Understanding the “unify” Function in “newLisp”

Written by on November 28, 2021 in newLisp, Programming with 0 Comments

Unification between two symbolic expressions involves finding substitutions for variables (if any) in the expressions such that the expressions match after applying the substitutions. This is a powerful idea and is quite common in logic programming languages such as Prolog.

Interestingly, “newLisp” has a buil-in function called “unify” that can be used for unifying two expressions. In this article, let us go over several examples of this function.

Let us start with a simple case involving atomic elements:

Unifying "atomic" expressions

Unifying “atomic” expressions

The “unify” function returns a “bindings” list, that is, a list of possible substitutions for the variables, if any. If the two expressions cannot be unified, it returns nil. 

In the above case, there is a match only when the two expressions are identical. Since there are no variables in the expressions, if the match is successful, an empty list is returned.

It gets interesting when we introduce one or more variables in the expressions. Variables start with an uppercase letter in order to distinguish them from other elements of the expression.

Expressions with Variables

Expressions with Variables

In the first case above, the variable “X” can be directly unified with the literal “Hi”. The third case shows that we can have variables in both expressions. The next four cases involve only variables, no literals. The reason the last case fails is because of mismatch between the number of elements in each expression.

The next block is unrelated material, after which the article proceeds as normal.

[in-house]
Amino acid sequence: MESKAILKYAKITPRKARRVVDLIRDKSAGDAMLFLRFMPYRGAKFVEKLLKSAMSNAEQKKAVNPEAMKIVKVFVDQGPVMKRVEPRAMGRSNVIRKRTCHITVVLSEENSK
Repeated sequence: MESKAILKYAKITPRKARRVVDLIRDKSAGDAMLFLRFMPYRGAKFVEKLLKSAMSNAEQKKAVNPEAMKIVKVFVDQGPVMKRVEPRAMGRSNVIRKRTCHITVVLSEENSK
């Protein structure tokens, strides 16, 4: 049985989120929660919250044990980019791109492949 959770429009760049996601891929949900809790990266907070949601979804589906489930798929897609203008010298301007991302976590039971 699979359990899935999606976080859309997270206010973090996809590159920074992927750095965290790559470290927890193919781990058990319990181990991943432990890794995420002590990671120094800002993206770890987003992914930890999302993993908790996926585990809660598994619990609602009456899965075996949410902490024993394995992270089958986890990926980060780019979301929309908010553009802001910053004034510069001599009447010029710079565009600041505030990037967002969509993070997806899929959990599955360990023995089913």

We can use the special symbol “_” as a variable to match any single element, but it does not get bound to what it matches. See the following examples:

Using Underscore

Using Underscore

As you can guess, the last two expressions fail because of mismatch in the number of elements.

The “unify” function optionally takes a third parameter – a binding list. This is used as needed when unifying the first two expressions. 

Passing an Optional Bindings List

Passing an Optional Bindings List

If the binding list includes variables other than those present in the first two expressions, then those are also included in the final list of bindings:

Extra Variables in the Bindings List

Extra Variables in the Bindings List

Here are some examples with “_” in the binding list (not a common scenario):

Bindings List Contains "_"

Bindings List Contains “_”

The first fails because of inconsistent bindings. When the first two arguments unify, the bindings will be ‘((A 1) (B 2)). However, the third parameter forces ‘(A 10), which is different from ‘(A 1). This cannot be true and hence the unification fails.

The remaining cases use “_” and hence there is no inconsistency. In the last case, the extra binding ‘(C _) is ignored because the variable “C” does not occur in the first two expressions and “_” is just a place holder with no concrete value.

In practice, the third argument is often another “unify” expression, in which case, its result will be used as the binding list for the main “unify”.

Nested "unify"

Nested “unify”

Do you see why the second case fails? It forces “P” and “Y” to take different bindings (due to the nested “unify”), and this cannot satisfy the unification of the first two expressions.

I hope the functionality of “unify” in “newLisp” is reasonably clear from the discussion so far. Do check it out when you get time.

Have a wonderful Thanksgiving weekend!

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